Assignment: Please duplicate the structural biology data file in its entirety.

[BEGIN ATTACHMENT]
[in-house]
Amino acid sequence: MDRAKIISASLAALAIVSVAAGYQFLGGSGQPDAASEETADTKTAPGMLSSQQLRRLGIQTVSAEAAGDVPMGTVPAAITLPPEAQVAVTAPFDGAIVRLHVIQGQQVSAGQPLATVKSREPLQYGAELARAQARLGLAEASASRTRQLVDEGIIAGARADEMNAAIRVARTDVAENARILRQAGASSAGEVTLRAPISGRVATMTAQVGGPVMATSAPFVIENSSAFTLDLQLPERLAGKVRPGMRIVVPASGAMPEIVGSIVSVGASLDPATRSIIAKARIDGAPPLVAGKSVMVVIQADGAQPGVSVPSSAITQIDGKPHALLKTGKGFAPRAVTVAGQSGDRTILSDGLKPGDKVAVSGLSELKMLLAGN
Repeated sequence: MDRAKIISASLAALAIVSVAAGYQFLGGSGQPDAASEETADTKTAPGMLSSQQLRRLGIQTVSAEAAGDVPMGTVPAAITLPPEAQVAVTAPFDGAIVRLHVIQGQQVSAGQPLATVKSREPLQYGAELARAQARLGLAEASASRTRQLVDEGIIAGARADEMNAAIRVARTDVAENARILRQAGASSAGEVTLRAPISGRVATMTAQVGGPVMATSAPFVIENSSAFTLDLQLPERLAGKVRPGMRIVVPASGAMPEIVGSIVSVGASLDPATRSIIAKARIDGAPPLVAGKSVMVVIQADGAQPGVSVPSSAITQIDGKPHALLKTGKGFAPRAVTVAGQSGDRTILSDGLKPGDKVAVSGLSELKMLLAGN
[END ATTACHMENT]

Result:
[in-house]
Amino acid sequence: MDRAKIISASLAALAIVSVAAGYQFLGGSGQPDAASEETADTKTAPGMLSSQQLRRLGIQTVSAEAAGDVPMGTVPAAITLPPEAQVAVTAPFDGAIVRLHVIQGQQVSAGQPLATVKSREPLQYGAELARAQARLGLAEASASRTRQLVDEGIIAGARADEMNAAIRVARTDVAENARILRQAGASSAGEVTLRAPISGRVATMTAQVGGPVMATSAPFVIENSSAFTLDLQLPERLAGKVRPGMRIVVPASGAMPEIVGSIVSVGASLDPATRSIIAKARIDGAPPLVAGKSVMVVIQADGAQPGVSVPSSAITQIDGKPHALLKTGKGFAPRAVTVAGQSGDRTILSDGLKPGDKVAVSGLSELKMLLAGN
Repeated sequence: MDRAKIISASLAALAIVSVAAGYQFLGGSGQPDAASEETADTKTAPGMLSSQQLRRLGIQTVSAEAAGDVPMGTVPAAITLPPEAQVAVTAPFDGAIVRLHVIQGQQVSAGQPLATVKSREPLQYGAELARAQARLGLAEASASRTRQLVDEGIIAGARADEMNAAIRVARTDVAENARILRQAGASSAGEVTLRAPISGRVATMTAQVGGPVMATSAPFVIENSSAFTLDLQLPERLAGKVRPGMRIVVPASGAMPEIVGSIVSVGASLDPATRSIIAKARIDGAPPLVAGKSVMVVIQADGAQPGVSVPSSAITQIDGKPHALLKTGKGFAPRAVTVAGQSGDRTILSDGLKPGDKVAVSGLSELKMLLAGN